By Alex Sosnowski, Expert Senior Meteorologist
January 04, 2013
Beginning near or just past the middle of the month, signs are pointing toward waves of frigid air moving southward across North America from the North Pole.
Much of the nation has been experiencing higher-than-average temperatures and lower heating bills so far during the cold weather season, with the exception of some bouts the past couple of weeks.
However, there are signs of a potential change on the way beginning during the second half of January.
A phenomenon known as sudden stratospheric warming has occurred in the arctic region during the past few days. The stratosphere is located between 6 miles and 30 miles above the ground.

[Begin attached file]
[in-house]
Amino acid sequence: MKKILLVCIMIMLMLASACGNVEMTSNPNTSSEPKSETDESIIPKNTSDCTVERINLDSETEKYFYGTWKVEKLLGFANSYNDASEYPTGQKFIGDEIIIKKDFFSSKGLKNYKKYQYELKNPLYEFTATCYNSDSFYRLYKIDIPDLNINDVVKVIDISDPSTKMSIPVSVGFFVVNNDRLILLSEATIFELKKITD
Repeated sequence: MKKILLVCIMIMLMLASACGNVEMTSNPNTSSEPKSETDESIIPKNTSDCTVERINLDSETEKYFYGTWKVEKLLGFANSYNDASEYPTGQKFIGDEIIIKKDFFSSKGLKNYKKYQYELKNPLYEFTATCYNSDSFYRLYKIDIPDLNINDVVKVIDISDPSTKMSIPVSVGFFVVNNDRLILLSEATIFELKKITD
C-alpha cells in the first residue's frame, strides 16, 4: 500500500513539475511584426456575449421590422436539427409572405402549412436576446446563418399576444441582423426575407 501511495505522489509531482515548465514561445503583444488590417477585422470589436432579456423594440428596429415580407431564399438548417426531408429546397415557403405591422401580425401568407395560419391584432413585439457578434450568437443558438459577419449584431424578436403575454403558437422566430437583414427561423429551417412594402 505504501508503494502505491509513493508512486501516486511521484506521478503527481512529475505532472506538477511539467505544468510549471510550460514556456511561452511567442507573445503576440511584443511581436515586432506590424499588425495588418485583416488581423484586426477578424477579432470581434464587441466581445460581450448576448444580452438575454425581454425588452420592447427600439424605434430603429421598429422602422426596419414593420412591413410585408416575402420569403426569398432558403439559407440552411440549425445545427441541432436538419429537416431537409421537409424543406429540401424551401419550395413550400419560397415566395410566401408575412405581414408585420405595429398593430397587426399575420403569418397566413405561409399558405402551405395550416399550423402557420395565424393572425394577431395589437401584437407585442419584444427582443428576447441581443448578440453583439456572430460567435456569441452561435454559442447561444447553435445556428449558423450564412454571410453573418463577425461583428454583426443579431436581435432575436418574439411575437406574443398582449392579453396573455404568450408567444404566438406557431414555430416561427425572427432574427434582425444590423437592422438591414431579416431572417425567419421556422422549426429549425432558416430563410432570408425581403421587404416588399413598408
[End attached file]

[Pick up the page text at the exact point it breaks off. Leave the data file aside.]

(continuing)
Often when this occurs, it forces cold air to build in the lowest layer of the atmosphere then to drive southward.
The problem is the exact timing and location of the emergence of this cold air is uncertain. Typically, the movement of cold air begins 10 to 14 days later.
During the next week or so, a flow of milder Pacific air will invade much of the nation. Because of the time of year, some locations (the northern part of the Great Basin and northern New England) may hold on to the cold they have now due to long nights, light winds and weak sunshine. However, most locations will experience an upswing in temperature for at least a several-day period.